As a criminal defense attorney in Fort Lauderdale, FL, I am oftentimes asked questions concerning the relevancy of Florida’s “Stand Your Ground” Law. In response to these questions, this article will include the definition of Florida’s “Stand Your Ground” Law and a clarification on how the Court’s should rule on its applicability.
Florida’s “Stand Your Ground” Law is governed by Florida Statute §776.032 and reads, “A person who uses force as permitted in §776.012, §776.013, or §776.031 is justified in using such force and is immune from criminal prosecution and civil action for the use of such force, unless the person against whom force was used is a law enforcement officer who was acting in the performance of his or her official duties and the officer identified himself or herself in accordance with an applicable law or the person using force knew or reasonably should have known that the person was a law enforcement officer.” In laymen’s terms, an individual may be immune from prosecution if they were acting in self-defense of person or property. If a defendant claims immunity under Florida’s “Stand Your Ground” Law, a Motion to Dismiss (Fla. Statute 3.190 (b)) should be filed with the Court requesting an evidentiary hearing to determine whether the defendant can show by a preponderance of the evidence that he/she is immune from prosecution. The Court should not summarily deny a defendant’s Motion without an evidentiary hearing.
In the recent decisions of Wonder v. State, 2011 WL 2061994 (Fla. 2011), Cruz v. State, 54 So.3d 1067 (Fla. 4th DCA, 2011), and Legene v. State, 36 Fla. L. Weekly D1024 (Fla. 5th DCA, 2011), the Courts have followed the ruling in Dennis v. State, 51 So.3d 456 (Fla. 2010) in holding that, “Where a criminal defendant files a motion to dismiss on the basis of section 776.032, the trial court should decide the factual question of the applicability of statutory immunity.” “When immunity under this law is properly raised by a defendant, the trial court must decide the matter by confronting and weighing only factual disputes. The court may not deny a motion simply because factual disputes exist. A defendant may raise the question of statutory immunity pretrial, and which such a claim is raised, the trial court must determine whether the defendant has shown by a preponderance of the evidence that the immunity attaches … We reject any suggestion that the procedure established by rule 3.190(c) should control as to the denial of the motion whenever a material issue of fact appears.” If you or a family member is charged with a crime where self-defense could be argued barring prosecution, it is important to contact an experienced criminal defense attorney familiar with Florida Statute 776.032, “Stand Your Ground” Law, and the case law discussing the applicability of the statute.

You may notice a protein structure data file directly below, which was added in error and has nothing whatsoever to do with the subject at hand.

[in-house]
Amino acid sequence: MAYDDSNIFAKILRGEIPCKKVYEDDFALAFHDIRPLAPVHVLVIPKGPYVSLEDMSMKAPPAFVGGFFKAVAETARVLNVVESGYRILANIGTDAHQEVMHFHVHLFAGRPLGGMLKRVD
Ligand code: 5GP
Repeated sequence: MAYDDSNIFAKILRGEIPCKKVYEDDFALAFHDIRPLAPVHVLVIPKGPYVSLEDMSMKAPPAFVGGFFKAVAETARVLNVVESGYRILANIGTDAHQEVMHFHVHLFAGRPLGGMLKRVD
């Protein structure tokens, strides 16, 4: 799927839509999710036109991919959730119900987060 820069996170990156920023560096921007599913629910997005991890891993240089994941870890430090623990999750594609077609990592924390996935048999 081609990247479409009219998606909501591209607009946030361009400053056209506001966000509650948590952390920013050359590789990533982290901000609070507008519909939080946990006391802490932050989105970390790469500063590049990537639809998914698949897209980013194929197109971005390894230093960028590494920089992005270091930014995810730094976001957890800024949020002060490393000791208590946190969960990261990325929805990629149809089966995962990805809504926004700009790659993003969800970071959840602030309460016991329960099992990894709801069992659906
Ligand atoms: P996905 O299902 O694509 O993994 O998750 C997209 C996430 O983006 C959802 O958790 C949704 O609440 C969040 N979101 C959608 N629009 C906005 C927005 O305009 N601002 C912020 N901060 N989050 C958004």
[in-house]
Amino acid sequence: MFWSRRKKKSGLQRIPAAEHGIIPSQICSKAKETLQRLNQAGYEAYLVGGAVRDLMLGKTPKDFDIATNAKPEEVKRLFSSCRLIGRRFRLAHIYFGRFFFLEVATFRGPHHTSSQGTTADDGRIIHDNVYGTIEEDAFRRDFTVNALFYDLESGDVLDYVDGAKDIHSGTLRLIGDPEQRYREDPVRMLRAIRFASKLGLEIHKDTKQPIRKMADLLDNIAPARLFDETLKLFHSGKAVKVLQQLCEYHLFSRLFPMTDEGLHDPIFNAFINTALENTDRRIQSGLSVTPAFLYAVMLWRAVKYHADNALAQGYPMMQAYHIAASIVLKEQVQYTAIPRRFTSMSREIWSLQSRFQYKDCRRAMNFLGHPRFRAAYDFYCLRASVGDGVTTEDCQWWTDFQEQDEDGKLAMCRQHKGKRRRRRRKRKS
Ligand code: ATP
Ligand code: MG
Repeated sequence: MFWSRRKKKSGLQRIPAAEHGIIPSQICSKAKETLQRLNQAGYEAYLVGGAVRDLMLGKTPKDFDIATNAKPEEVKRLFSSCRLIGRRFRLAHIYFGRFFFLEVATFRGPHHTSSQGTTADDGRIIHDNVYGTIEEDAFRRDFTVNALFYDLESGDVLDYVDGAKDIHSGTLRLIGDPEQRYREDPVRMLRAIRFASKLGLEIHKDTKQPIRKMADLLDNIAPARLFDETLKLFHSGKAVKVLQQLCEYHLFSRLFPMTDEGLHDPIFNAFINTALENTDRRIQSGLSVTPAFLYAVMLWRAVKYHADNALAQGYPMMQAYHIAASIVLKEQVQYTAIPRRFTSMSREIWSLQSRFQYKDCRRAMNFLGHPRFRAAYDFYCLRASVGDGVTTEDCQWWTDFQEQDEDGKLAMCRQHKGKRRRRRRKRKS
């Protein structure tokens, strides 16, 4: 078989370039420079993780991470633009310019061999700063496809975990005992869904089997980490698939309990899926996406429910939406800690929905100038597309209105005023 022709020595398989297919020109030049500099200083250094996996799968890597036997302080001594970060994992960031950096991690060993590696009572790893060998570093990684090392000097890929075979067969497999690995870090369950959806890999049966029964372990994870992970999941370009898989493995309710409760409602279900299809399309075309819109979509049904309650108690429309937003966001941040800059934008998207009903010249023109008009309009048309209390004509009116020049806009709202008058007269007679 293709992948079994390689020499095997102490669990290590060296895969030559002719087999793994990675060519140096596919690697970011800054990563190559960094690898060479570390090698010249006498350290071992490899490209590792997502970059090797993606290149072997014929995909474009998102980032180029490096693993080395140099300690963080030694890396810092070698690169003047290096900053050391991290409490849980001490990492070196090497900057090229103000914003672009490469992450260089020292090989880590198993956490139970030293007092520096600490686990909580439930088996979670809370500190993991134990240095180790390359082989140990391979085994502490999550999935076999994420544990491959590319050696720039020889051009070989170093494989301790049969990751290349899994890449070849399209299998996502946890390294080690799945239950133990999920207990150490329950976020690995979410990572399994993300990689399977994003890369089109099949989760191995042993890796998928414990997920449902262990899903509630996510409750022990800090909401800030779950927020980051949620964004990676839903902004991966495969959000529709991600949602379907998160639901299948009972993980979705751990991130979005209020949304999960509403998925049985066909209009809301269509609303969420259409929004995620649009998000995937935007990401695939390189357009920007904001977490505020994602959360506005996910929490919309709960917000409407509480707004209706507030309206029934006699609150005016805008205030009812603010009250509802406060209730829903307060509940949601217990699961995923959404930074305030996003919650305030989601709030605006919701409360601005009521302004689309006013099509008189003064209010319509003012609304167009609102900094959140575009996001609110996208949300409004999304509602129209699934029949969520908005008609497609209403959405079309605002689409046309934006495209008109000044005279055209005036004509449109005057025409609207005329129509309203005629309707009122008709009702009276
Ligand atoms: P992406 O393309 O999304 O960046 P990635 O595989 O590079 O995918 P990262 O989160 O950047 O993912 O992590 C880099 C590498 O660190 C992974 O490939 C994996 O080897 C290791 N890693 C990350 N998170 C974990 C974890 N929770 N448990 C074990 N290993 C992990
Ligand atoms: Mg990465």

Criminal defense lawyer Philip M. Snyder is a founding partner of Lyons, Snyder & Collin, P.A. in Fort Lauderdale, Florida. Fort Lauderdale criminal defense attorney Philip M. Snyder handles all criminal defense matters including, aggravated battery, aggravated assault, and domestic violence. The Fort Lauderdale criminal defense law firm of Lyons, Snyder & Collin, P.A. is located at 312 Southeast 17th Street, Third Floor, Fort Lauderdale, Florida 33316. Telephone: 954.462.8035. http://www.lyonssnyder.com/